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Seoul is a colossus both in its physical presence and the demand it places on any intellectual effort to understand it. How did it come to be? How can a city this immense work? Underlying its spectacle and incongruities is a city that might be described as ill at ease with its own past. The bitter rifts of Japanese colonization persist, as does the troubled aftermath of the Korean War and its divisions; the economic “Miracle on the Han” that followed is crosscut by memories of the violent dictatorship that drove it.
In Seoul, author Ross King interrogates this contested history and its physical remnants, tacking between the city’s historiography and architecture, with attention to monuments, streets, and other urban spaces. The book’s structuring device is the dichotomy of erasure and memory as necessary preconditions for reinvention. King traces this phenomenon from the old dynasties to the Japanese regime and wartime destruction; he then follows the equally destructive reinvention of Korea under dictatorship to the brilliant city of the present with its extraordinary explosion of creativity and ideas—the post-1991 Hallyu, the Korean Wave. The final chapter returns to questions of forgetting and memory, but now as “conditions of possibility” for what would seem to underlie the present trajectory of this extraordinary city and culture.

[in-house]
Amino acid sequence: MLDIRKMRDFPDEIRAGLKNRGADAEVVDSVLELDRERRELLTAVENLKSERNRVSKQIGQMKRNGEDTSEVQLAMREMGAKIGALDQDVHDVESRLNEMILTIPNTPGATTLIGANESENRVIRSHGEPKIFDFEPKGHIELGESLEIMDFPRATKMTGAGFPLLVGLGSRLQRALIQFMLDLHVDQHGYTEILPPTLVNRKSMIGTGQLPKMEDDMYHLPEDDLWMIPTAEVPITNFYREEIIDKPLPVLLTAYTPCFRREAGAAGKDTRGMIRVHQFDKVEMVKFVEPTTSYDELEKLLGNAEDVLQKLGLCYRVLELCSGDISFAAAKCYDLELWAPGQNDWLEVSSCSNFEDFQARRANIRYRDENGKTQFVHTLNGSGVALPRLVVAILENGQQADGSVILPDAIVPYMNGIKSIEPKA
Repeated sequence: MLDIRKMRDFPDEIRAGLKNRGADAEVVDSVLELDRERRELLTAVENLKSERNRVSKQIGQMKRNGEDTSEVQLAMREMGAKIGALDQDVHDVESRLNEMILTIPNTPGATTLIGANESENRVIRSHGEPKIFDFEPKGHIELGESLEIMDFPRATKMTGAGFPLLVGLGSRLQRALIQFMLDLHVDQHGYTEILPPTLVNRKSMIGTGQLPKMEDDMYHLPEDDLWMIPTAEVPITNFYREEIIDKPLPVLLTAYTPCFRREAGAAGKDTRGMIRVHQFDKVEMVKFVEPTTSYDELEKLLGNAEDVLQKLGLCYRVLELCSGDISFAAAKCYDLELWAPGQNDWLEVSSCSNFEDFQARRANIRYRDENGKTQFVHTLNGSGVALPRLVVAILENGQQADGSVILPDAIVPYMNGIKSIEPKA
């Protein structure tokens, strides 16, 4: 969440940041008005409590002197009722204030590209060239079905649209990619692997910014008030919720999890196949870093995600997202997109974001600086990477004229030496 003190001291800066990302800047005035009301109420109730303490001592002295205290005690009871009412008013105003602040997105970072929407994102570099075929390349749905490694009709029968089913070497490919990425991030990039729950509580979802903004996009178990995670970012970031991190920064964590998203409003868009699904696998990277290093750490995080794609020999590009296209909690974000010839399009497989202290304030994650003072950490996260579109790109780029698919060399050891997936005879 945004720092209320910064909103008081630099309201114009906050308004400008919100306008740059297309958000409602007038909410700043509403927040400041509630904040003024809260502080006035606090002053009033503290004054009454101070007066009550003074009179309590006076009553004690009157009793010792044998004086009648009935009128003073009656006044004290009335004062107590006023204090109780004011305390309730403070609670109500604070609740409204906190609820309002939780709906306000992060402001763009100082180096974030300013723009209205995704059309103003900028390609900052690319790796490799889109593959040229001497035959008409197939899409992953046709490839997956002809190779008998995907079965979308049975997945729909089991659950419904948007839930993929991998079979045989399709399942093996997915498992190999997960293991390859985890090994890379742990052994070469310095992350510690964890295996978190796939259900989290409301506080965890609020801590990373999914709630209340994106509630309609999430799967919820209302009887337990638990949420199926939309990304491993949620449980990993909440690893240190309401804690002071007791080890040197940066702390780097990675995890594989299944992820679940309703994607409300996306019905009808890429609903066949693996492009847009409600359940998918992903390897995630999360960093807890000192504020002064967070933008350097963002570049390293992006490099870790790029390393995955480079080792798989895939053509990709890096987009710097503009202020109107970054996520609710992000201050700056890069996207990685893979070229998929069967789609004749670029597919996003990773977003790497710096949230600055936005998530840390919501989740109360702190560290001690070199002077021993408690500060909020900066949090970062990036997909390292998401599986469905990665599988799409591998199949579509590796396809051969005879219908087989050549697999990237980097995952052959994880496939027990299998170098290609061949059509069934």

Seoul can be read, King suggests, in the context of the hybrid ideas that have characterized Korean cultural history. It may be their present eruption that accounts for the city of contradictions that confronts the contemporary observer and that most extraordinary of Korean phenomena: the rise of an alternative, virtual world, eclipsing both city and nation. Has the very idea of Korea been reinvented even as the weakly defined nation-state slips away?